“Every Who / Down in Who-ville / Liked Christmas a lot… / But the Grinch, / Who lived just north of Who-ville, / Did NOT!”
Christmas books started arriving last spring—imagine opening a box in May and finding it full of red, green, gold and sparkles. The mad rush to wring a few more bucks out of every passing Christmas is enough to set my Grinch fingers drumming. This season, we’ll see two Nutcracker picture books, a couple of Night Before Christmases, a few Nativity tales and Tyrannoclaus, which marries two can’t-beat-it concepts for kids—dinosaurs and acquisition (imagine that elevator pitch)—among many, many others, all rounded up in our September 15 issue.
There are a few nods to “multiculturalism,” with a scant handful of Hanukkah books, one lonely Kwanzaa title and a very funny anti-consumerist Solstice book, but it’s clear that Christmas is the moneymaker holiday of the year, and the sheer volume of Christmas books has me plotting Grand Theft Who-hash to a Boris Karloff soundtrack: “You’re a mean one…”
But then I open a box containing Truce, by Jim Murphy (Scholastic, Oct. 1, 2009, $19.99, ISBN: 978-0-545-13049-3), and I think that perhaps I might sing another tune. Murphy takes his epigraph from Winston Churchill, who wondered in a November 1914 letter to his wife, “What would happen…if the armies suddenly and simultaneously went on strike and said some other method must be found of settling the dispute?” The “dispute,” of course, was the Great War, the War to End All Wars until it became the First World War. And the truce of the book’s title is that magical, spontaneous Christmas truce of 1914, when peace broke out all along the Western Front.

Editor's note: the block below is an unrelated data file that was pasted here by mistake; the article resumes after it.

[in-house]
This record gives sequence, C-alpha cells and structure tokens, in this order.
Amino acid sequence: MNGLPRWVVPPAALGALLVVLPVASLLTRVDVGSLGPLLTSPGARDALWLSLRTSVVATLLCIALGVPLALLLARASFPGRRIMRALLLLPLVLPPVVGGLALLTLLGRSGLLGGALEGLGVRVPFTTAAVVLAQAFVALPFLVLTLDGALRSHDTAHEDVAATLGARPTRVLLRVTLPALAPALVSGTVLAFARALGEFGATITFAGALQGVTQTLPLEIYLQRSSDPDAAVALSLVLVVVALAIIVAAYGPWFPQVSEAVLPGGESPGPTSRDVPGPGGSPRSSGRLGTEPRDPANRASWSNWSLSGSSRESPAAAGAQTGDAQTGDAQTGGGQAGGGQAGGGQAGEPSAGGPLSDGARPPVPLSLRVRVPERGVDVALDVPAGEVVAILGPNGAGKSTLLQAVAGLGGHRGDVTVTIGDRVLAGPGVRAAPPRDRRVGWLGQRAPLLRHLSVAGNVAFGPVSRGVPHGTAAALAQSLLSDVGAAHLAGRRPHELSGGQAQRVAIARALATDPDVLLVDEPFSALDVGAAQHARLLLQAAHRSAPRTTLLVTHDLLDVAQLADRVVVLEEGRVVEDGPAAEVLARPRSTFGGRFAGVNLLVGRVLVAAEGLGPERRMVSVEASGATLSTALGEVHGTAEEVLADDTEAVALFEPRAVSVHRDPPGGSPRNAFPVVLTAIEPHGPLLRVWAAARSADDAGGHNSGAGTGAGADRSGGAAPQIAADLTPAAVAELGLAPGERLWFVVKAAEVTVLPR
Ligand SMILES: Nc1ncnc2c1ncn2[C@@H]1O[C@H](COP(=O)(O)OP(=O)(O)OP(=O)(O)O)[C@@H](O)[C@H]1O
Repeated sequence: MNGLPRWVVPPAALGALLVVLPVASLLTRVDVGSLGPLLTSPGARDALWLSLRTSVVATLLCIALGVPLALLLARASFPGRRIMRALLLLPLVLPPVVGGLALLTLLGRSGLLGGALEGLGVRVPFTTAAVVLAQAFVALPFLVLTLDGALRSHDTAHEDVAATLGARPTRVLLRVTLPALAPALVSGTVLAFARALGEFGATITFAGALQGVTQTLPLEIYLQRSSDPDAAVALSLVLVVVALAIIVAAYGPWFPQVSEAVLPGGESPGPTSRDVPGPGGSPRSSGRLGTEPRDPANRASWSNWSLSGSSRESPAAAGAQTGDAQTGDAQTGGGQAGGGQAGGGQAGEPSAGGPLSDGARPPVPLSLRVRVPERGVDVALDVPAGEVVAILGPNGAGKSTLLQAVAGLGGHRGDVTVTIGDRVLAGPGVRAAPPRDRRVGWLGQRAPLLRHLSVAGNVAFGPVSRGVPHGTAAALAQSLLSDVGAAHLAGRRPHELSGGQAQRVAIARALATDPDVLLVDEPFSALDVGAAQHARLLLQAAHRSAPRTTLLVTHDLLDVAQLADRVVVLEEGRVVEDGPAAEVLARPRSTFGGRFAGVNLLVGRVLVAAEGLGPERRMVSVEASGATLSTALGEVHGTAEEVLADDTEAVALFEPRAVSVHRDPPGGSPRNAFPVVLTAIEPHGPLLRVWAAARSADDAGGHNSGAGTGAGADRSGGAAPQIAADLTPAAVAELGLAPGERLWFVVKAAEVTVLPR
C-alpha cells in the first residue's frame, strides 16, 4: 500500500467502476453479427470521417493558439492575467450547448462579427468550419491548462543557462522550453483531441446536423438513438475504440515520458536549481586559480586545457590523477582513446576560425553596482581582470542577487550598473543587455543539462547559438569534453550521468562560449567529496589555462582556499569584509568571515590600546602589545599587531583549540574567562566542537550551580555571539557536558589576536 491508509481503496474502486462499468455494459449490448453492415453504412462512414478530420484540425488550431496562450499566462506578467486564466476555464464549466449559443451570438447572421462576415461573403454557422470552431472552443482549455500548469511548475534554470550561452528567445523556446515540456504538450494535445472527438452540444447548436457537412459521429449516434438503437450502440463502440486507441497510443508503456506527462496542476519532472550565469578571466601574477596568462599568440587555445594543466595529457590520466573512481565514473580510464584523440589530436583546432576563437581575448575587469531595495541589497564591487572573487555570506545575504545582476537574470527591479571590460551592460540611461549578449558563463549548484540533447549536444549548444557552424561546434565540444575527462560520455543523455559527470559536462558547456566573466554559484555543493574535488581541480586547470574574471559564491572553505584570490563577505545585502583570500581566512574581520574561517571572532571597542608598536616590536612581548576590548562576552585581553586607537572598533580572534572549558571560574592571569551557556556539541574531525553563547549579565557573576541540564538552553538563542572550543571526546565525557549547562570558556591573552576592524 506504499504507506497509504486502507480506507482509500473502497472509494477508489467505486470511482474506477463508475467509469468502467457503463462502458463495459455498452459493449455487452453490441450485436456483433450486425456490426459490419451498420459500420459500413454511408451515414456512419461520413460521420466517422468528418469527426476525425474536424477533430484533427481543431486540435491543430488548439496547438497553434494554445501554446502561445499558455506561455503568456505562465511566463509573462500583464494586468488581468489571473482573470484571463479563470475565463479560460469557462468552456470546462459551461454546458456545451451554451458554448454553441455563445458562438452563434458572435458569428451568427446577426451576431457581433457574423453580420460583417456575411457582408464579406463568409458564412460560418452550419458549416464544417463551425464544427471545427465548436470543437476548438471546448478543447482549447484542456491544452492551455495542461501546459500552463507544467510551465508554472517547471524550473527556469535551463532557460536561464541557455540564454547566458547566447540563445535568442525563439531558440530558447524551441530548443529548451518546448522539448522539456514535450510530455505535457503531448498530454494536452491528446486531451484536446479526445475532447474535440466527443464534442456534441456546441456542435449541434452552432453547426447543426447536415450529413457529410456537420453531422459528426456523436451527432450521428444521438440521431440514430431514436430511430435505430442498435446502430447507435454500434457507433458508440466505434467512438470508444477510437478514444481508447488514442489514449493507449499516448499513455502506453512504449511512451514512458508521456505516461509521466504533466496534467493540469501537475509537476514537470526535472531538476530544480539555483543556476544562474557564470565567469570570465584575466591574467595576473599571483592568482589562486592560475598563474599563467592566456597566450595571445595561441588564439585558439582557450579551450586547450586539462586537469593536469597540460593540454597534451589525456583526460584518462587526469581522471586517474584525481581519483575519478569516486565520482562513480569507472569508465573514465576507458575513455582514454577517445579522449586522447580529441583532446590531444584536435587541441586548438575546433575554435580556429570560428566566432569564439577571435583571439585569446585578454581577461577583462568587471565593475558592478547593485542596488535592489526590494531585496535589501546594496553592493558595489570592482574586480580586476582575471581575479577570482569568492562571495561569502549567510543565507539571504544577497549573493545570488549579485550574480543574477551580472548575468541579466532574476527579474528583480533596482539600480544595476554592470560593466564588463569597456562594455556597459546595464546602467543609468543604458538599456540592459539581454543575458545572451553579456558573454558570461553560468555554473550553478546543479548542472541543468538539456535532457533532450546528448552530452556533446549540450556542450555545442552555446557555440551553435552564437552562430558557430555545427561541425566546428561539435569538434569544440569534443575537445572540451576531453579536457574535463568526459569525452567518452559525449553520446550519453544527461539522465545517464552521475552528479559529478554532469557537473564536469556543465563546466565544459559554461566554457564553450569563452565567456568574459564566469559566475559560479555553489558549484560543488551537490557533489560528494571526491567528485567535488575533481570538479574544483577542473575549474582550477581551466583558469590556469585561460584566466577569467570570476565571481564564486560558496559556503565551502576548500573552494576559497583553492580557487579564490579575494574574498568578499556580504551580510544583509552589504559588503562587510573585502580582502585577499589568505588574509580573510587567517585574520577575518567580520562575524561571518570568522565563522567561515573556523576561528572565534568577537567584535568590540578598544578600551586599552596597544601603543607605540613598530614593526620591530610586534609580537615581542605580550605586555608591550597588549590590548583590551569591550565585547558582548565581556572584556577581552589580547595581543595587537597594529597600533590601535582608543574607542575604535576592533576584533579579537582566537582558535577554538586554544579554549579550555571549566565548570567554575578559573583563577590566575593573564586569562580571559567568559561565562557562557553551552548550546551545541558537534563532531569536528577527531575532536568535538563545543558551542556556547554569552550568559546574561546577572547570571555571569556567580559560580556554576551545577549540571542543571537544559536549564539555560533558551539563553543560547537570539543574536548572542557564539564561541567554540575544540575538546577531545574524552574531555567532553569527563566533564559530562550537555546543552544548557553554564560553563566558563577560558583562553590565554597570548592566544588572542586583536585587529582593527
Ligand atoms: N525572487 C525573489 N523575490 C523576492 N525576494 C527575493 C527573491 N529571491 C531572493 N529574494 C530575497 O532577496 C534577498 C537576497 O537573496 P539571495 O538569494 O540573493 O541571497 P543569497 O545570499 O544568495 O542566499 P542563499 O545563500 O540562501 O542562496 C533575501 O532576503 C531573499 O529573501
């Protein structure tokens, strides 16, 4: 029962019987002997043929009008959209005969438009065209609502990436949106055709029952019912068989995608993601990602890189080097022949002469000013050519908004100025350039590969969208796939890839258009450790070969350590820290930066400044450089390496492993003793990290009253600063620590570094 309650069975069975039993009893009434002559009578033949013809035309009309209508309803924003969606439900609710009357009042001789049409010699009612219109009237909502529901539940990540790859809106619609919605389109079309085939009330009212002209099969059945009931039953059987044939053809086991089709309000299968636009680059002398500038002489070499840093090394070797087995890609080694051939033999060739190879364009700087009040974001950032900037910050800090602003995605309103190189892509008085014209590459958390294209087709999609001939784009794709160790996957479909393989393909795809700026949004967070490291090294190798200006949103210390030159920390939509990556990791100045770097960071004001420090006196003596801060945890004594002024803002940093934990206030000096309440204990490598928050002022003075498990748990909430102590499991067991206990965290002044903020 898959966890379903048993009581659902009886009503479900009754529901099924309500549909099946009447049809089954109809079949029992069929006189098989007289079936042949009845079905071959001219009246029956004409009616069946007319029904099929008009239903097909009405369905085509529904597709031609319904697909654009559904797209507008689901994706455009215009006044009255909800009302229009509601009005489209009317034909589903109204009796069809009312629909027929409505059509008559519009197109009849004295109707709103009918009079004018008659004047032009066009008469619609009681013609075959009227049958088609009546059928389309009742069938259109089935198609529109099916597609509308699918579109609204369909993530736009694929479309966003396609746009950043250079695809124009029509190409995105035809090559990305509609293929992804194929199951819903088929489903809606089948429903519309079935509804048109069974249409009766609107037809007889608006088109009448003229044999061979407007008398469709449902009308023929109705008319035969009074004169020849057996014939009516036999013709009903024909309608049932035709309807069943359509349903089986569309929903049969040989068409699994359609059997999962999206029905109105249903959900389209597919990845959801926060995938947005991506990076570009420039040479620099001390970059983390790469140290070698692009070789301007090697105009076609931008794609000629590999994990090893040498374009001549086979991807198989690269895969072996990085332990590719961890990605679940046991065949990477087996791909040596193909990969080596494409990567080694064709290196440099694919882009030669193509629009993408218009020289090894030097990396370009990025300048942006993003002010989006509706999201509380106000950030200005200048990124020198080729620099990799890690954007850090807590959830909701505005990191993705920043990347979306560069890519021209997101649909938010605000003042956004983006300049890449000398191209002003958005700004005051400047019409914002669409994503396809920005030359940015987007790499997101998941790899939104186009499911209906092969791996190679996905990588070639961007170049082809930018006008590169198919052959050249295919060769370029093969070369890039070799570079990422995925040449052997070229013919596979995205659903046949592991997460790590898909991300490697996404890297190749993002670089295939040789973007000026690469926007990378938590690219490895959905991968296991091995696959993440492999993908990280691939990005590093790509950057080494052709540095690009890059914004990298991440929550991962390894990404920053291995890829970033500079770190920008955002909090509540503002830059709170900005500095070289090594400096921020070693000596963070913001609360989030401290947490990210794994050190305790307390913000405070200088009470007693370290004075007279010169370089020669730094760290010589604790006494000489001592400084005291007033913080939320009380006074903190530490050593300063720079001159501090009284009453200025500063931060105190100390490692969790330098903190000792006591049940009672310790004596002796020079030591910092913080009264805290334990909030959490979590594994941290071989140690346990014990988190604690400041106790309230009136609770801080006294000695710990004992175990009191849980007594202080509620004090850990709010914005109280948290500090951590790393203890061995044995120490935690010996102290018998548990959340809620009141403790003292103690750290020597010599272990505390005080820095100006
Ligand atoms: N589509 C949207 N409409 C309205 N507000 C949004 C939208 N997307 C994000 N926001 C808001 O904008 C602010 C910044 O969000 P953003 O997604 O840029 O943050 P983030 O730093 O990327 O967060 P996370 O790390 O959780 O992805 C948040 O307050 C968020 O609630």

Opening with a cogent recap of the state of Europe prior to the assassination of Archduke Franz Ferdinand that focuses on those moments when war might have been averted (if Kaiser Wilhelm had read his mail on time, for instance), the author gracefully moves to the horrific conditions of battle that established the static madness of trench warfare—a madness that, oddly enough, led to enough fraternization across No Man’s Land that both British and German High Commands feared what eventually happened.
Drawing on a wealth of primary sources, from letters home, diaries and recollections of combatants to archival photographs and prints, the author allows the principles to speak: “Altogether we had a great day with our enemies,” wrote one British private, “and parted with much handshaking and mutual goodwill.”
That goodwill didn’t last—though in one spot in the Belgian woods the truce lasted almost till Easter—and Murphy takes readers through to the exhausting endgame that spawned the next war, but also he leaves kids with the provocative thought that war need not be inevitable, that the truce “offered reassurance that a kinder, humane spirit could prevail…” And if that doesn’t make even the Grinch-iest heart grow at least three sizes, then nothing will. Who-pudding, anyone?